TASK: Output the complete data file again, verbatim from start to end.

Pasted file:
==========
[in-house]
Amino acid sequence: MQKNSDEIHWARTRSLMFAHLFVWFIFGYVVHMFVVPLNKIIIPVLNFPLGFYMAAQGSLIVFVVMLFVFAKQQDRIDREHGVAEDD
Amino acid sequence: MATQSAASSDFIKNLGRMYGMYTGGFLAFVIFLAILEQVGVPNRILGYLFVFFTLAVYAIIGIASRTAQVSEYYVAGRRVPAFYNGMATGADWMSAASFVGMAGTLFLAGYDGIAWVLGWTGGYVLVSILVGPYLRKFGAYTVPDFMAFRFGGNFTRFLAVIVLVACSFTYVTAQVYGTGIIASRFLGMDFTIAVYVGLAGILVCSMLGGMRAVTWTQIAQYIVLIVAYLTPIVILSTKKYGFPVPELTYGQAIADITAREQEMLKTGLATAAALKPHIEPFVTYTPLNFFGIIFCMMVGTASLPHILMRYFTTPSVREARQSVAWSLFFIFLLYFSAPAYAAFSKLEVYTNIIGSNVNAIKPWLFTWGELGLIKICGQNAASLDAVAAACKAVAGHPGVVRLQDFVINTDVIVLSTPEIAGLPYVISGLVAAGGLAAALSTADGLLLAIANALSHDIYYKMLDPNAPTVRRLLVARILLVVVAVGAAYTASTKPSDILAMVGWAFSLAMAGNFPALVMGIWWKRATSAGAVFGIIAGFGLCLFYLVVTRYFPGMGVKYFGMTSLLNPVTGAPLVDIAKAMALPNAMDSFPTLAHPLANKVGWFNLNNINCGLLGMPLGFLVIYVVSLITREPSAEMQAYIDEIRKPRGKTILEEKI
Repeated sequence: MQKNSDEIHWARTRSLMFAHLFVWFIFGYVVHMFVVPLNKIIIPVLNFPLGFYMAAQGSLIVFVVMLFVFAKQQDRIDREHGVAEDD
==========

[in-house]
Amino acid sequence: MQKNSDEIHWARTRSLMFAHLFVWFIFGYVVHMFVVPLNKIIIPVLNFPLGFYMAAQGSLIVFVVMLFVFAKQQDRIDREHGVAEDD
Amino acid sequence: MATQSAASSDFIKNLGRMYGMYTGGFLAFVIFLAILEQVGVPNRILGYLFVFFTLAVYAIIGIASRTAQVSEYYVAGRRVPAFYNGMATGADWMSAASFVGMAGTLFLAGYDGIAWVLGWTGGYVLVSILVGPYLRKFGAYTVPDFMAFRFGGNFTRFLAVIVLVACSFTYVTAQVYGTGIIASRFLGMDFTIAVYVGLAGILVCSMLGGMRAVTWTQIAQYIVLIVAYLTPIVILSTKKYGFPVPELTYGQAIADITAREQEMLKTGLATAAALKPHIEPFVTYTPLNFFGIIFCMMVGTASLPHILMRYFTTPSVREARQSVAWSLFFIFLLYFSAPAYAAFSKLEVYTNIIGSNVNAIKPWLFTWGELGLIKICGQNAASLDAVAAACKAVAGHPGVVRLQDFVINTDVIVLSTPEIAGLPYVISGLVAAGGLAAALSTADGLLLAIANALSHDIYYKMLDPNAPTVRRLLVARILLVVVAVGAAYTASTKPSDILAMVGWAFSLAMAGNFPALVMGIWWKRATSAGAVFGIIAGFGLCLFYLVVTRYFPGMGVKYFGMTSLLNPVTGAPLVDIAKAMALPNAMDSFPTLAHPLANKVGWFNLNNINCGLLGMPLGFLVIYVVSLITREPSAEMQAYIDEIRKPRGKTILEEKI
Repeated sequence: MQKNSDEIHWARTRSLMFAHLFVWFIFGYVVHMFVVPLNKIIIPVLNFPLGFYMAAQGSLIVFVVMLFVFAKQQDRIDREHGVAEDD